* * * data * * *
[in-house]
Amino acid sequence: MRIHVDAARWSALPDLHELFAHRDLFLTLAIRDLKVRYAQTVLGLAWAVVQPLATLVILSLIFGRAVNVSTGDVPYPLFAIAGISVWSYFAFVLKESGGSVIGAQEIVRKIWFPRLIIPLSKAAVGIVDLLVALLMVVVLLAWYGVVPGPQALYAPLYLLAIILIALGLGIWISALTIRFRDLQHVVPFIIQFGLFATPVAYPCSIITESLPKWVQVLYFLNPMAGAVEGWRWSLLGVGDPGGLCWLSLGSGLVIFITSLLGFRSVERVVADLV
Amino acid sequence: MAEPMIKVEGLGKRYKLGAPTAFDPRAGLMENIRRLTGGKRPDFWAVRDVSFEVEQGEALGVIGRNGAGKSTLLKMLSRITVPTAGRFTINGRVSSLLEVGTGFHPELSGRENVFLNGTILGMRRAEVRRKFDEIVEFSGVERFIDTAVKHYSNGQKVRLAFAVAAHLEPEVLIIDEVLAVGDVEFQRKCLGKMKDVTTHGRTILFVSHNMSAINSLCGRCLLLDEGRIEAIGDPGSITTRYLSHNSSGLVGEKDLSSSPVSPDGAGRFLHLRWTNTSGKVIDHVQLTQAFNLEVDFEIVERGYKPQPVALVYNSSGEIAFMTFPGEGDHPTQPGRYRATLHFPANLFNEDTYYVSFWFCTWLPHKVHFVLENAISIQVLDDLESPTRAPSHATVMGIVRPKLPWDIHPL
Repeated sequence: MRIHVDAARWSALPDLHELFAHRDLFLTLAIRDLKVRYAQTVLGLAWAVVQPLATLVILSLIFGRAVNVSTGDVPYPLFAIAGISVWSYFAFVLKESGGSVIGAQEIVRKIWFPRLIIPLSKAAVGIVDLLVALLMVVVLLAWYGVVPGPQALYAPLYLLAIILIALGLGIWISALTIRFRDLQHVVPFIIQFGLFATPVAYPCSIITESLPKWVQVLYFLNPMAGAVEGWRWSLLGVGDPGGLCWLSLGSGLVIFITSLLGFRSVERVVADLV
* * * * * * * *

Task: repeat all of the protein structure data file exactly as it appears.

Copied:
[in-house]
Amino acid sequence: MRIHVDAARWSALPDLHELFAHRDLFLTLAIRDLKVRYAQTVLGLAWAVVQPLATLVILSLIFGRAVNVSTGDVPYPLFAIAGISVWSYFAFVLKESGGSVIGAQEIVRKIWFPRLIIPLSKAAVGIVDLLVALLMVVVLLAWYGVVPGPQALYAPLYLLAIILIALGLGIWISALTIRFRDLQHVVPFIIQFGLFATPVAYPCSIITESLPKWVQVLYFLNPMAGAVEGWRWSLLGVGDPGGLCWLSLGSGLVIFITSLLGFRSVERVVADLV
Amino acid sequence: MAEPMIKVEGLGKRYKLGAPTAFDPRAGLMENIRRLTGGKRPDFWAVRDVSFEVEQGEALGVIGRNGAGKSTLLKMLSRITVPTAGRFTINGRVSSLLEVGTGFHPELSGRENVFLNGTILGMRRAEVRRKFDEIVEFSGVERFIDTAVKHYSNGQKVRLAFAVAAHLEPEVLIIDEVLAVGDVEFQRKCLGKMKDVTTHGRTILFVSHNMSAINSLCGRCLLLDEGRIEAIGDPGSITTRYLSHNSSGLVGEKDLSSSPVSPDGAGRFLHLRWTNTSGKVIDHVQLTQAFNLEVDFEIVERGYKPQPVALVYNSSGEIAFMTFPGEGDHPTQPGRYRATLHFPANLFNEDTYYVSFWFCTWLPHKVHFVLENAISIQVLDDLESPTRAPSHATVMGIVRPKLPWDIHPL
Repeated sequence: MRIHVDAARWSALPDLHELFAHRDLFLTLAIRDLKVRYAQTVLGLAWAVVQPLATLVILSLIFGRAVNVSTGDVPYPLFAIAGISVWSYFAFVLKESGGSVIGAQEIVRKIWFPRLIIPLSKAAVGIVDLLVALLMVVVLLAWYGVVPGPQALYAPLYLLAIILIALGLGIWISALTIRFRDLQHVVPFIIQFGLFATPVAYPCSIITESLPKWVQVLYFLNPMAGAVEGWRWSLLGVGDPGGLCWLSLGSGLVIFITSLLGFRSVERVVADLV